Benton made more than 400 sketches during his month in Hollywood, along with 40 deftly worked ink-wash drawings that were part of the commission. Selections are displayed in the same room as the painting, along with excerpts from the films he saw in production.
By the end of the 1920s, writes Erika Doss in the catalog, “Hollywood was the fifth-largest industry in the United States, grossing $1.5 billion annually.” In the 1930s, the “Big Eight” studios were releasing an average of 358 feature-length movies per year; the number had risen to more than 574 in 1938.
Was Benton celebrating all this industry, or sardonically deploring the industrial scale of it all, the naked commerce, the insult of an art form turned into a vastly profitable business?
In fact, he was deeply ambivalent.
He penned — but left unfinished — a brief account of his visit, titled “Hollywood Journey,” published for the first time in the catalog. In it, he describes the movies as “an economically conditioned art,” its products “like gambling in the stock market,” “plays for a cash return” — the whole enterprise reliant less on genuine creativity than on “tricks.” His underlying message? It’s all a con.
This was more than simply envy at work. Benton was probably the most famous American artist alive. His face had been on the cover of Time magazine in 1934. He had painted a number of large-scale, critically acclaimed murals, culminating in “America Today,” a series of 10 panels depicting life in different regions of thecountry. He had also just published a well-received autobiography, “An Artist in America.”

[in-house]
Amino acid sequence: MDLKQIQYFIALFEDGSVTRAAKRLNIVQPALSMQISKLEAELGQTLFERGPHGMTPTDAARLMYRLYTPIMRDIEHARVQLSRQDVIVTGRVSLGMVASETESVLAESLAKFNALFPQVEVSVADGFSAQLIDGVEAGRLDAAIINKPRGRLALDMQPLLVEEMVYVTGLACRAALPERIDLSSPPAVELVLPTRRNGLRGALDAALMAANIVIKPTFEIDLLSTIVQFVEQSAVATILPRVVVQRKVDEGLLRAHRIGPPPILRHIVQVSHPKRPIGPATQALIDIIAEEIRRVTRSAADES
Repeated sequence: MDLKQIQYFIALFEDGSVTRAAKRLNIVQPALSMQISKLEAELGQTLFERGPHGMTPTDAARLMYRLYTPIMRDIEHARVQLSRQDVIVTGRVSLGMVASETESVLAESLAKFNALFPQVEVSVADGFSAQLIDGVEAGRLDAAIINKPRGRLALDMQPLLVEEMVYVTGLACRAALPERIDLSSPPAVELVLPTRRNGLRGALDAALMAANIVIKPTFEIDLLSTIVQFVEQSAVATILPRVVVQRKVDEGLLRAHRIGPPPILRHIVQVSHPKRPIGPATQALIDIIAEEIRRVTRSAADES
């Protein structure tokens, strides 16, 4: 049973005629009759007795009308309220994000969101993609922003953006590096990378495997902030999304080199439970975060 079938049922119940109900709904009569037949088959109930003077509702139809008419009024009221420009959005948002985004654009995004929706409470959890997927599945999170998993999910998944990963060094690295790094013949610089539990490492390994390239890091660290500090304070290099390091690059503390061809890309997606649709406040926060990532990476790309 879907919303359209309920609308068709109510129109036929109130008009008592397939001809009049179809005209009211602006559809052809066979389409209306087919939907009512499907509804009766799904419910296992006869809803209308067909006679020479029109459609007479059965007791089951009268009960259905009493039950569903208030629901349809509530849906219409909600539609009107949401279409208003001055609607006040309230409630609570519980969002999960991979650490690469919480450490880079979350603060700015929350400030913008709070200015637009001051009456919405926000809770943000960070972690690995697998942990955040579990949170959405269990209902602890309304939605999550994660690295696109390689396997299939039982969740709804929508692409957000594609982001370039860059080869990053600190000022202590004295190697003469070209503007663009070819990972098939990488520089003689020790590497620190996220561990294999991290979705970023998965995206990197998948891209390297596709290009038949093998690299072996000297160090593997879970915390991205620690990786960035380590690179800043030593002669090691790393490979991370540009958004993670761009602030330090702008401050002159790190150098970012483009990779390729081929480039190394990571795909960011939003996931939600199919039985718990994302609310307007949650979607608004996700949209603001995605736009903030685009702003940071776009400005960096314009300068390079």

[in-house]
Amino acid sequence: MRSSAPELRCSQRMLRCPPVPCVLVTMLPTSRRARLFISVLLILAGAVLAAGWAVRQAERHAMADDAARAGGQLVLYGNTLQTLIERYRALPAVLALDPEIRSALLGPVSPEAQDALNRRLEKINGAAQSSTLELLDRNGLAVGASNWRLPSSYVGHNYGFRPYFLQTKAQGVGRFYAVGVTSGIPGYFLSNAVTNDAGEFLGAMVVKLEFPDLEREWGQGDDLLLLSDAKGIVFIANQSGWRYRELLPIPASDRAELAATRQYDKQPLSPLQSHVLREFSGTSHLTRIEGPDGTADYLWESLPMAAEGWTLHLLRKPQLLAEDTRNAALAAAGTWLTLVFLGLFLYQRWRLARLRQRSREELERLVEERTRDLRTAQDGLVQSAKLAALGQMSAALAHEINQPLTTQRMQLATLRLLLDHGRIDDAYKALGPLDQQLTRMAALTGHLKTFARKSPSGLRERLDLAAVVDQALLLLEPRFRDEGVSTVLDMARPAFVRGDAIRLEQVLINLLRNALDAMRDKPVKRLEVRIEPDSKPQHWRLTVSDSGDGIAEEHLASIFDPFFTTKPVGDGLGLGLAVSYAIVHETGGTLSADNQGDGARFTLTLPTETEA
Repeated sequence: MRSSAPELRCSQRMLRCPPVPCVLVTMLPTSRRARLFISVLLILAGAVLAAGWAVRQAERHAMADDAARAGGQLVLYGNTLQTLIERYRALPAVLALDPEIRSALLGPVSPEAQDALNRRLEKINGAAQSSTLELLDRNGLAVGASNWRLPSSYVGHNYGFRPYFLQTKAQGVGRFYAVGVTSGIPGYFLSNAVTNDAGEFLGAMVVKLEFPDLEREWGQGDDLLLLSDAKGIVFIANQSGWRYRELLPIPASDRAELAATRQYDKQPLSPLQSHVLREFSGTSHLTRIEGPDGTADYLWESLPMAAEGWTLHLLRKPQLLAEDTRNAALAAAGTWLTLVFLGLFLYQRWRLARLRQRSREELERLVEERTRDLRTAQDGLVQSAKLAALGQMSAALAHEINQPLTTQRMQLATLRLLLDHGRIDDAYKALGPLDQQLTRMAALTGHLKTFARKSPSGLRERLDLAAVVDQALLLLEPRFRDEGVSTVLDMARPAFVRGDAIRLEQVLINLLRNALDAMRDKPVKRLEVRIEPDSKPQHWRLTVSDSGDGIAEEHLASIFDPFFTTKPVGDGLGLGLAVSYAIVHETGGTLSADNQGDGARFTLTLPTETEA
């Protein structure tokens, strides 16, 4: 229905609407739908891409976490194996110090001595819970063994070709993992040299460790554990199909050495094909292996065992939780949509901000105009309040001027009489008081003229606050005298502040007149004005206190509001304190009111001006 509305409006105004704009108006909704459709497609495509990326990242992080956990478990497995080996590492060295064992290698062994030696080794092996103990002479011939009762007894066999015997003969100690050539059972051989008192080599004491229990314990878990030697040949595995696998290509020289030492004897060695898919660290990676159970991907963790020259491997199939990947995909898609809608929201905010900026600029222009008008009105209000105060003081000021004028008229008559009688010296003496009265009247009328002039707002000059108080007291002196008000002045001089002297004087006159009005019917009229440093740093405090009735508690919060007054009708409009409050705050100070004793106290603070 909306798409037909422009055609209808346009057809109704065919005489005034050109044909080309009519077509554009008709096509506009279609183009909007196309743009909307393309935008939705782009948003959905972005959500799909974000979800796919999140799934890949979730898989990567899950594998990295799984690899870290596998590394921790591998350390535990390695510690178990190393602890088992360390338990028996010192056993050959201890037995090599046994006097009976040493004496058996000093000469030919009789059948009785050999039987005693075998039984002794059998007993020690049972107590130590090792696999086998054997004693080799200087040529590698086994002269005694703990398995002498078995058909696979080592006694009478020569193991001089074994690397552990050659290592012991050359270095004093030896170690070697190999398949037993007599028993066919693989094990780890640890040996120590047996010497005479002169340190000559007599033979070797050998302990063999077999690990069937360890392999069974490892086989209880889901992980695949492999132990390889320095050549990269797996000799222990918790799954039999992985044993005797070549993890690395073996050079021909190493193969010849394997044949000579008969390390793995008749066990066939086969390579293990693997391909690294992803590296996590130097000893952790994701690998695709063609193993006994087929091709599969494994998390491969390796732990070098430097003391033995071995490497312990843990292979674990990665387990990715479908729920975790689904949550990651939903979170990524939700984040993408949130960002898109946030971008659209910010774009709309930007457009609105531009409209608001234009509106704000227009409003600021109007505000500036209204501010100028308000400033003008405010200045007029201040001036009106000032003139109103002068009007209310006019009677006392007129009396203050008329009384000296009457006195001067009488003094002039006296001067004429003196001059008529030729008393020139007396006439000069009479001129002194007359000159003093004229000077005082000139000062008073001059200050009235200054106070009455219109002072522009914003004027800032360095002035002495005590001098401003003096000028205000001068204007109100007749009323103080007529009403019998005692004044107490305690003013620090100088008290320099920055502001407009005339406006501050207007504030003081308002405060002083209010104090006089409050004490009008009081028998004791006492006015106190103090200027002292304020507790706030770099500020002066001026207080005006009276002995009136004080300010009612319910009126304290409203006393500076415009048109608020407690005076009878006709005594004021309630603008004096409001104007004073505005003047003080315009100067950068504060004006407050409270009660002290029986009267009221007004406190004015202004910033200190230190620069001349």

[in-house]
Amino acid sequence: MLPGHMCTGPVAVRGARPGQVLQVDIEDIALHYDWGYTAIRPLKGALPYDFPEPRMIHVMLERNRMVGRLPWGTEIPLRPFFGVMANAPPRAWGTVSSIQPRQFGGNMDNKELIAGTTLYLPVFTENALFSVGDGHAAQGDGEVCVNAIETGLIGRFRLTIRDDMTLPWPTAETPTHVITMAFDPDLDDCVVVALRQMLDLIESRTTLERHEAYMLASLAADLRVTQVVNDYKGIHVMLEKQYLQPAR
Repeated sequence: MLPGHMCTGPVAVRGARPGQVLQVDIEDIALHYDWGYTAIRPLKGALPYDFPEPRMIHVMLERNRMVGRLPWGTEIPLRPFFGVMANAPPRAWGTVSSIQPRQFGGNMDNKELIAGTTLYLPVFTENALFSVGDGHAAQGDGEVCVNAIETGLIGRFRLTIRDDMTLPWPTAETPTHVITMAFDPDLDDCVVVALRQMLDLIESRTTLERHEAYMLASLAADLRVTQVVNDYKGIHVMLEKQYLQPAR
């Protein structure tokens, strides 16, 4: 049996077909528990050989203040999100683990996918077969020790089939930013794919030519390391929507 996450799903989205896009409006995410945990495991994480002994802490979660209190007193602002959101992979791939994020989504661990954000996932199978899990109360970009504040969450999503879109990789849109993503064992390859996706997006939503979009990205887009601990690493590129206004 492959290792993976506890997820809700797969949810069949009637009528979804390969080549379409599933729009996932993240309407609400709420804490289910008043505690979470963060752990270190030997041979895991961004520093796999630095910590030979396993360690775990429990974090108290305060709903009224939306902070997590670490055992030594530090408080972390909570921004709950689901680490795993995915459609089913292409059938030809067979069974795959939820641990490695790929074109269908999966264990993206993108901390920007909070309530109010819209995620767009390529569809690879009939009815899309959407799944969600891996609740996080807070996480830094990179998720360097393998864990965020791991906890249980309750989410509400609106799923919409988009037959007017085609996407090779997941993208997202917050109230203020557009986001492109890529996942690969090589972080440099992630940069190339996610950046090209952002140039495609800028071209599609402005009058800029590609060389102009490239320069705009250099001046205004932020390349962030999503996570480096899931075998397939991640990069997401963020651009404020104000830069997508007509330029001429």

Benton had seen European modernism up close in Paris before World War I, and for several years had earnestly pursued abstraction. But he had seen the error of his ways, and now, back in America, he disdained European modernism as suspect and soft, a style suited, as he once declared, to “stuffed shirts and sissies.” (He was relentlessly homophobic.)
Benton and his students — prominent among them Charles Pollock and his younger brother, Jackson — had endured the Depression and all the political upheavals of the 1930s. In this fraught context, they had fought hard to prevent art from devolving into a marginal affair.
But if Benton felt himself in competition with the movies, it was not just because he saw their popularity. He loved the way they dealt in broad strokes with drama, conflict, and issues of social identity. He envied their power, their seductive pictorial mechanics. And so he was profoundly influenced by cinematic style, as every work in this exhibition has been chosen to show.